"Let books be your dining table, / And you shall be full of delights. / Let them be your
And you shall sleep restful nights" (St. Ephraim the Syrian).

Friday, May 3, 2013

East-West History and Relations

Robert Taft recently gave an interview about Orthodox-Catholic relations, especially in the new papacy of his fellow Jesuit. You can read that here. Attentive readers will note that much of what is said here has been said elsewhere by him, but it bears repeating.

Taft also mentions a new book by another important historian, Robert Louis Wilken, whose earlier book, The Spirit of Early Christian Thought: Seeking the Face of God (Yale UP, 2005) I used in a course several years ago.

Wilken has written numerous books and done important historical work on pivotal figures and crucial issues such as John Chrysostom and the Jews: Rhetoric and Reality in the Late 4th Century (U Cal Press, 1983).

Wilken's latest book, which Taft praises, is The First Thousand Years: A Global History of Christianity (Yale UP, 2012), 416pp.

About this book we are told:
How did a community that was largely invisible in the first two centuries of its existence go on to remake the civilizations it inhabited, culturally, politically, and intellectually? Beginning with the life of Jesus, Robert Louis Wilken narrates the dramatic spread and development of Christianity over the first thousand years of its history. Moving through the formation of early institutions, practices, and beliefs to the transformations of the Roman world after the conversion of Constantine, he sheds new light on the subsequent stories of Christianity in the Latin West, the Byzantine and Slavic East, the Middle East, and Central Asia.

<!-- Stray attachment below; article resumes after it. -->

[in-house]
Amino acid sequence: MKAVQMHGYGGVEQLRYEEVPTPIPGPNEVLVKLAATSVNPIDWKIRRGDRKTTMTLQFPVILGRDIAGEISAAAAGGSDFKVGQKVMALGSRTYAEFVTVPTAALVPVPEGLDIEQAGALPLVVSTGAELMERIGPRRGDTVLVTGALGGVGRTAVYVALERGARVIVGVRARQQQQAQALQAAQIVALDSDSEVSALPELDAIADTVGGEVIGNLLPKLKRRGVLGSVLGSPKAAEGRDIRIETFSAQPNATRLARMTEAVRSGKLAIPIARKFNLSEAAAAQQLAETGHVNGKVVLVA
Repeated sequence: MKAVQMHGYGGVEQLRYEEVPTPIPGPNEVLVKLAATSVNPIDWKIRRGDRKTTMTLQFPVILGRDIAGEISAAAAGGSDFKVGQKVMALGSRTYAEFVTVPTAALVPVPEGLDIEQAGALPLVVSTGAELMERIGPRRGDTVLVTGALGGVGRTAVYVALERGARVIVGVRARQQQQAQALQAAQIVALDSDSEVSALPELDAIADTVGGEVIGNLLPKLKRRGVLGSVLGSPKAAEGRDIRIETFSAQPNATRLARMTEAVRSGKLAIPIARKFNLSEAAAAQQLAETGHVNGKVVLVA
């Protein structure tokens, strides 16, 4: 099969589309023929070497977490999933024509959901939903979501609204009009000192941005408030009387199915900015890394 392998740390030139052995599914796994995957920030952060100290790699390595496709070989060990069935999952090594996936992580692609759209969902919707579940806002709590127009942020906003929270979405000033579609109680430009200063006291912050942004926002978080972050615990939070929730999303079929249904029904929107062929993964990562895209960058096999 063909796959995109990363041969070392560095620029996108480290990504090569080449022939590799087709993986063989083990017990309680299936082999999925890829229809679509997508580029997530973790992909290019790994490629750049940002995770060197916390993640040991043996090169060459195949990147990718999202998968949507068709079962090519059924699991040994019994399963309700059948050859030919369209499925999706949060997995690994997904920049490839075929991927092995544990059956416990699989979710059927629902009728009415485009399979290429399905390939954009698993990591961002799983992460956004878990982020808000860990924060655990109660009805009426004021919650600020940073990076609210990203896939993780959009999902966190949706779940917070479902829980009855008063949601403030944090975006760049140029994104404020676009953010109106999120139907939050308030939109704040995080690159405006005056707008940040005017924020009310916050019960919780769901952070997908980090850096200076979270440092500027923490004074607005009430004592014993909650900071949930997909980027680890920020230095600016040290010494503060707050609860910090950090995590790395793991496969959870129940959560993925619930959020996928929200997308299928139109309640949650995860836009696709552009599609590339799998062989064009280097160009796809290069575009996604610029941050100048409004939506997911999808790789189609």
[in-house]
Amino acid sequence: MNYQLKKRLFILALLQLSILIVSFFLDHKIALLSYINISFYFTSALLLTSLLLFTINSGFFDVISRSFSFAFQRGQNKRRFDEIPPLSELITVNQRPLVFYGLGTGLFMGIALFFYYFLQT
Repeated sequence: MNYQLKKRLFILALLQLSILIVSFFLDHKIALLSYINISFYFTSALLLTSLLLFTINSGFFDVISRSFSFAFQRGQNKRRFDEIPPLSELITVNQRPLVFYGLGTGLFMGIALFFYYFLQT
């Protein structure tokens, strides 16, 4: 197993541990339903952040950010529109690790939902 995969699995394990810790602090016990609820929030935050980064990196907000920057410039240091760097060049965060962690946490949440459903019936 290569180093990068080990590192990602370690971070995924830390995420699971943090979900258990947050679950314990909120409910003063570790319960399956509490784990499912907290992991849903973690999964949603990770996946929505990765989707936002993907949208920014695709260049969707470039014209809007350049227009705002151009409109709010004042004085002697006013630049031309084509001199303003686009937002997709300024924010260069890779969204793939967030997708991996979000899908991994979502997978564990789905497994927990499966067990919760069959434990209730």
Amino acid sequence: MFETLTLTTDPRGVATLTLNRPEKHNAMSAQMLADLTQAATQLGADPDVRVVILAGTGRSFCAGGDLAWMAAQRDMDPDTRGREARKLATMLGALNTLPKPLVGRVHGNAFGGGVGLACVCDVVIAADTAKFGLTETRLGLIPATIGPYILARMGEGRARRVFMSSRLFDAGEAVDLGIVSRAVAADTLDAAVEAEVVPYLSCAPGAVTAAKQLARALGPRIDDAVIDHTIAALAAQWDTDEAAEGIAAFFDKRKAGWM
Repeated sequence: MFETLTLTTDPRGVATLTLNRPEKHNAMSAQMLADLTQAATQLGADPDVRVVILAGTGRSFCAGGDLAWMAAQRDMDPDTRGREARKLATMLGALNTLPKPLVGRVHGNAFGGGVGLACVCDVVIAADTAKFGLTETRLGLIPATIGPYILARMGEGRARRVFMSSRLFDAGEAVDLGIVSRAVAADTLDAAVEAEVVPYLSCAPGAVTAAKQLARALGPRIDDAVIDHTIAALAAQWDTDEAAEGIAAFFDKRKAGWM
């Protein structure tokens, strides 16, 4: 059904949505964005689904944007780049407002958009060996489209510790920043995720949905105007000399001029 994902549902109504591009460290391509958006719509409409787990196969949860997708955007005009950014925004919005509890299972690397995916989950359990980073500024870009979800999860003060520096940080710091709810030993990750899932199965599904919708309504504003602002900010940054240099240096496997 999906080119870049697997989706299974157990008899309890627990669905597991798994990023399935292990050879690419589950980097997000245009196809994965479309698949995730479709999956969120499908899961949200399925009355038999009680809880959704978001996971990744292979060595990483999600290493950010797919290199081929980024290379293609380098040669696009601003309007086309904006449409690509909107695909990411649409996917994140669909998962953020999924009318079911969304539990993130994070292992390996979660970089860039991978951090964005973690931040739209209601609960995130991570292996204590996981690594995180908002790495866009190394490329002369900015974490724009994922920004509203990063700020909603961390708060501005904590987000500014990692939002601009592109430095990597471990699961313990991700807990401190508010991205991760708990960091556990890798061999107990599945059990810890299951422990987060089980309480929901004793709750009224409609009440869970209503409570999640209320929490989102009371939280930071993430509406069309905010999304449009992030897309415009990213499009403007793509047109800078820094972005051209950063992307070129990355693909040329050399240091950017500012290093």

Through a selected narration of particularly noteworthy persons and events, Wilken demonstrates how the coming of Christianity set in motion one of the most profound revolutions the world has known. This is not a story limited to the West; rather, Christian communities in Ethiopia, Nubia, Armenia, Georgia, Persia, Central Asia, India, and China shaped the course of Christian history. The rise and spread of Islam had a lasting impact on the future of Christianity, and several chapters are devoted to the early experiences of Christians under Muslim rule. Wilken reminds us that the career of Christianity is characterized by decline and attrition as well as by growth and expansion. 
Ten years in the making and the result of a lifetime of study, this is Robert Louis Wilken’s summa, a moving, reflective, and commanding account from a scholar at the height of his powers.

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